News

Stop the Pressure 2021

 

We have been hearing a lot about capacity pressures and low staff levels hampering patient flow in recent weeks, which can in turn increase the risk of pressure injuries. When staff are working under intense pressure, activities such as tissue viability risk assessments are often perceived to be too time-consuming to complete accurately in ED, especially when lifesaving treatment is the department’s priority.

A healthy person avoids tissue trauma by means of frequent spontaneous movement, even during sleep. Someone who is unable to move or reposition themselves will need assistance to turn and reposition frequently, and they remain at high risk of developing pressure ulcers. It is known that pressure ulcers can begin to form after 2 hours if the patient is at risk, immobile, or being cared for on the wrong type of equipment.

Reducing pressure injuries also reduces the cost impact associated with them, which is estimated to cost the NHS between £1.4 and £2.1 billion per year. Emergency departments should strive to achieve a change in attitude towards ulcer prevention to ensure patients are cared for correctly from the start.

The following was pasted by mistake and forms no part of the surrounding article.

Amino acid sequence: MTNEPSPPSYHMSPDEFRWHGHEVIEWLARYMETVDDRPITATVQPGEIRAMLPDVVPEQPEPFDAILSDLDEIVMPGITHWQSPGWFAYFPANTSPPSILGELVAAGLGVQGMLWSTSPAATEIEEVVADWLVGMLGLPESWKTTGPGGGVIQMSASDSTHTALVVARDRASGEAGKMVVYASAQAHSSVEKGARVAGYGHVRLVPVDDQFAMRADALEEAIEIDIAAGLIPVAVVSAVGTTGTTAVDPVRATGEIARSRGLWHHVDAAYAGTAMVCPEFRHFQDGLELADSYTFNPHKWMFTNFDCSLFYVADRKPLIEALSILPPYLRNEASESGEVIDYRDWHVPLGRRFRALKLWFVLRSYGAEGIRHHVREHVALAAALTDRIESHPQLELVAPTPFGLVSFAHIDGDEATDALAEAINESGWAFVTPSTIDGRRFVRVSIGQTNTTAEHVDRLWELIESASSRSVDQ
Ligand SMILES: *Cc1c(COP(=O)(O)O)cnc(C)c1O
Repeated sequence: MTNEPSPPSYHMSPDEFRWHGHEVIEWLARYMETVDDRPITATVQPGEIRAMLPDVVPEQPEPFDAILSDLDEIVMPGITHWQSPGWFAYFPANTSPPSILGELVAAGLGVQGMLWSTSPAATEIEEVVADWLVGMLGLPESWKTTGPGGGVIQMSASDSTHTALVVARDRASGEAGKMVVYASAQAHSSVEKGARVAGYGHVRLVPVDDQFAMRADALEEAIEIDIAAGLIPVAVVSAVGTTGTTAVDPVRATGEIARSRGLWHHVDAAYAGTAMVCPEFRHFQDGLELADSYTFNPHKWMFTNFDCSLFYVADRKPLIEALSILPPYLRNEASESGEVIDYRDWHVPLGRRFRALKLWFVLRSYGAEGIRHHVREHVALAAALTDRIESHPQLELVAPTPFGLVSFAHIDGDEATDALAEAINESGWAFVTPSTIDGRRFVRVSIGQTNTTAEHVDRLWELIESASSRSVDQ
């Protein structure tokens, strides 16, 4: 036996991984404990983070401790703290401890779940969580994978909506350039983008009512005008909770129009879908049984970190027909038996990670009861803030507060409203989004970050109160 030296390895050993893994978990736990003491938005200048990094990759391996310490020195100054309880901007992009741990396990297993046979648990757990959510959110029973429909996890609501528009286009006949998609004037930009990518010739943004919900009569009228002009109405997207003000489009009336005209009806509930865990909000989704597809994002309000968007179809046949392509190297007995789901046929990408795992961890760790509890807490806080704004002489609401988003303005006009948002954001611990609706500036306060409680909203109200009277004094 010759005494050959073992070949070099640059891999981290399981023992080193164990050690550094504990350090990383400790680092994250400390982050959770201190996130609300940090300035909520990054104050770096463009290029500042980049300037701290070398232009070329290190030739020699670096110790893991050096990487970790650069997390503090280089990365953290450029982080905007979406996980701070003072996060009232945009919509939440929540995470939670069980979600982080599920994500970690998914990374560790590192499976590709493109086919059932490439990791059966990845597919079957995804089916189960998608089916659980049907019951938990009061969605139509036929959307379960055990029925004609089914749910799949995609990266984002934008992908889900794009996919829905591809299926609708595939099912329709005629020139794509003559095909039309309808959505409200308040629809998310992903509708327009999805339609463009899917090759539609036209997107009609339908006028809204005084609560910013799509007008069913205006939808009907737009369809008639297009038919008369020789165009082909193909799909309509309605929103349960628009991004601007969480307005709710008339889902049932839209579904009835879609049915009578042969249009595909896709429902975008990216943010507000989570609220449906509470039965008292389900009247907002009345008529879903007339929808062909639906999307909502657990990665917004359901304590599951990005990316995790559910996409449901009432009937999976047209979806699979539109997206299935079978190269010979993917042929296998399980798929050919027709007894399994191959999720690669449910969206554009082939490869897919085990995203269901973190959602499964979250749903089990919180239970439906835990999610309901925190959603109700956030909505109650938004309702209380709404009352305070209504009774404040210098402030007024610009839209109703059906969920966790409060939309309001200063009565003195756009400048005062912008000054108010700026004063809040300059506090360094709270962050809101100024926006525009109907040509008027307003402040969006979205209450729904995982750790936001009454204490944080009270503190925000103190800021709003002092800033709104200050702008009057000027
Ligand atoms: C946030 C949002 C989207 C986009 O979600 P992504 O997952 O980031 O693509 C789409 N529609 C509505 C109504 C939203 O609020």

In 2007 the HSE recommended that any patient requiring assistance to move in bed should be cared for on an electric 4-section profiling bed or trolley with a knee-break to prevent patient migration. Such equipment helps to reduce shearing forces during repositioning, and support under the knee and calf can help to significantly reduce pressure on the heels and friction and shear on the sacrum, thus reducing the risk of pressure ulcer development. The knee-break can also prevent the patient’s feet touching the foot board.

The M9 Trauma, M9 Transfer and M9 Short Stay from Howard Wright are all equipped with an electric 4-section profiling deck and knee break as standard. They all lower to reach a class-leading low height and have an auto-contouring function to ensure both the head end and knee break raise together to reduce shearing forces and create a comfortable position for the patient.